• #5
          I'm at about this stage with my younger sons den. Two years ago with my older sons group we went with a toolbox like this one;

          , stilts, a leather sheath for their knives, and taught them to tie the turk's head knot for a neckerchief slide.

          I think this time around we're going with the toolbox (it was a big hit), a small wooden step stool, the sheath, the knot, hobo stoves, moccasins from a kit, and some others that I can't think of right now. They already did derby cars, and made the display stands last week out of scrap lumber.

          It took us most of two months to get through all the requirements last time around, but the den was twice as big (ten boys).


          • #6
            Thanks for all the ideas!! Where do you get the leather kits? The only ones I have seen are hideously expensive. I would love to do leather book covers but can not find a cheap enough source. Thanks again!


            • #7
              Try I don't know much about it but one of the ASMs in the troop does a lot of leather work and orders a lot of stuff through them.


              • #8
                We're doing catapults next week. Fills Craftsman becuase we're making it out of wood. Fills one of Engineering too, but don't remember which one.


                • #9
                  OK, Since nobody is willing to offer an answer, I'll give it a try. Leather kits are expensive, yes. At one day camp a few years ago, we used leather left over from Scout camp. The reason nobody had used the leather was because it was thick enough to make people wonder about it's origin. The tools, which are also expensive were borrowed from the Scout camp. I had assisted with the camp that summer, so I had an inside track. I personally vouched for the safe return of the tools. The leather was simply given to me because it was close to being unfit for use but it was great for stamping logos and such. It was difficult to cut but we did it. Basically we made small items but the boys loved it, there were over 100 at that camp. I have also purchased left over leather from a saddle maker. I have a large box of it in my garage at this writing. It is made up of scraps and pieces. It is just right for small projects and for practice.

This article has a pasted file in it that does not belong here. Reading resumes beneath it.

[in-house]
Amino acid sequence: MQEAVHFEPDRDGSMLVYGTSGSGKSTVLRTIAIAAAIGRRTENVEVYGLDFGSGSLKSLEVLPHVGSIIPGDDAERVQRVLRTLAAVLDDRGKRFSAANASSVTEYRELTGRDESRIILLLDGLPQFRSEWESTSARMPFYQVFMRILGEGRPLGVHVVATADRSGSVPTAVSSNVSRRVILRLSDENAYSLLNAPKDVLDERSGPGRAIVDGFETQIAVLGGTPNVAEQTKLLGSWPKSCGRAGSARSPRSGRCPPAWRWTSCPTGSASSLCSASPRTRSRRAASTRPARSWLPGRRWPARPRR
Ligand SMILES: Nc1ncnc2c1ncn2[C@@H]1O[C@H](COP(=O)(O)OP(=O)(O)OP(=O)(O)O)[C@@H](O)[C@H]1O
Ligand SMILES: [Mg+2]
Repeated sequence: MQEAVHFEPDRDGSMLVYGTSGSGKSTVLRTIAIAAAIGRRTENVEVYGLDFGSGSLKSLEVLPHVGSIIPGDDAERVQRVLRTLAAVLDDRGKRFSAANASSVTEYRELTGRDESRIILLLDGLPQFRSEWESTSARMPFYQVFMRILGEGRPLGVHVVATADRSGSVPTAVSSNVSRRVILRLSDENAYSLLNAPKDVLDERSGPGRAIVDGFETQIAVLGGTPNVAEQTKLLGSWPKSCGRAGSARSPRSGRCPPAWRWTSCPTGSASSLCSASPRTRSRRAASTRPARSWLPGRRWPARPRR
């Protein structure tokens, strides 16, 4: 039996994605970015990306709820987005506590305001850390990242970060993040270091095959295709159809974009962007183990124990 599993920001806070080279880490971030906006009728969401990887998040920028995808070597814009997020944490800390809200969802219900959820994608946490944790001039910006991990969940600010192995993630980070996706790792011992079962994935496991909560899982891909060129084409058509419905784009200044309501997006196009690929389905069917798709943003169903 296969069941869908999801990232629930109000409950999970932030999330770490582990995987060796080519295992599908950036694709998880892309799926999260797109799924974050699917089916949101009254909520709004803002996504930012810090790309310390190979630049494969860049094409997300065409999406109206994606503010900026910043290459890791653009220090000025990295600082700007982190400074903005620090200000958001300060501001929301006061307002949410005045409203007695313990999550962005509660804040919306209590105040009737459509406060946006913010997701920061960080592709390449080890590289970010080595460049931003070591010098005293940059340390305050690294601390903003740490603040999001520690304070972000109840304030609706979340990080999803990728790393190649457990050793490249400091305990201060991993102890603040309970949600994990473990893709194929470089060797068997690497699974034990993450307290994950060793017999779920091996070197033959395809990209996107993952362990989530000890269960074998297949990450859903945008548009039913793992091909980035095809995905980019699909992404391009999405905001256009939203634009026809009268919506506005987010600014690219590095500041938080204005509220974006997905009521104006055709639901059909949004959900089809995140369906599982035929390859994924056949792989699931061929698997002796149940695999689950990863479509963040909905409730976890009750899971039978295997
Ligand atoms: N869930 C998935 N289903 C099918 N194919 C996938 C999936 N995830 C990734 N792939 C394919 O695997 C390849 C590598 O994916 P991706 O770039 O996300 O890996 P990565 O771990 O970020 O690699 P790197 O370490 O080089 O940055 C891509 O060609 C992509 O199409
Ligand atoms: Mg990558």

Now, for the idea about book covers, I would say that you should reconsider it because of the expense and I am not sure how to get around that and because it is a big project. I would sugget that you consider a two step process with part of it in leather and the other part in some type of heavy fabric. The leather might be hot glued to the fabric for the front only. First cut the fabric to the size of the book. I am not sure if hot glue would work because I have not tried it. You would have to try it at home to make sure. If that doesn't work then you might have to try some type of hole punch to thresd the leather on to the fabric.

                  Good Luck and happy hunting. I know that you are set on this project so yo will most likely find what you are looking for or something close
                  Fuzzy B.


                  • #10
                    If you're set on leather, call a local upholsterer. They typically have remnants or you can take advantage of their bulk purchase power. And, the leather they get for upholstery work is typically thinner and better suited to book covers than what you might find in a kit. The punches, awls, laces, etc., you should be able to get from your District/Council if they offer crafts MBs at summer camp.

                    Lowe's and Home Depot stores have always been very accomodating to Scout groups doing woodwork projects, and will normally provide the materials gratis if you work on the projects during their "workshop" periods on weekends.

                    Good luck.



                    • #11
                      S & S crafts also has leather to use for projects that is reasonably priced. I've used them for day/resident camps craft supplies. They are fast on turn around on the orders, also.


                      • #12
                        Thanks everyone. You have given me some good ideas!

                        I was not really dead set on doing leather; I just thought it would be something nice to do. I had already pretty much given up on it because of the expense. The fabric/leather combo sounds like a possibility, but I think I have enough ideas now to just move ahead. Thanks so much!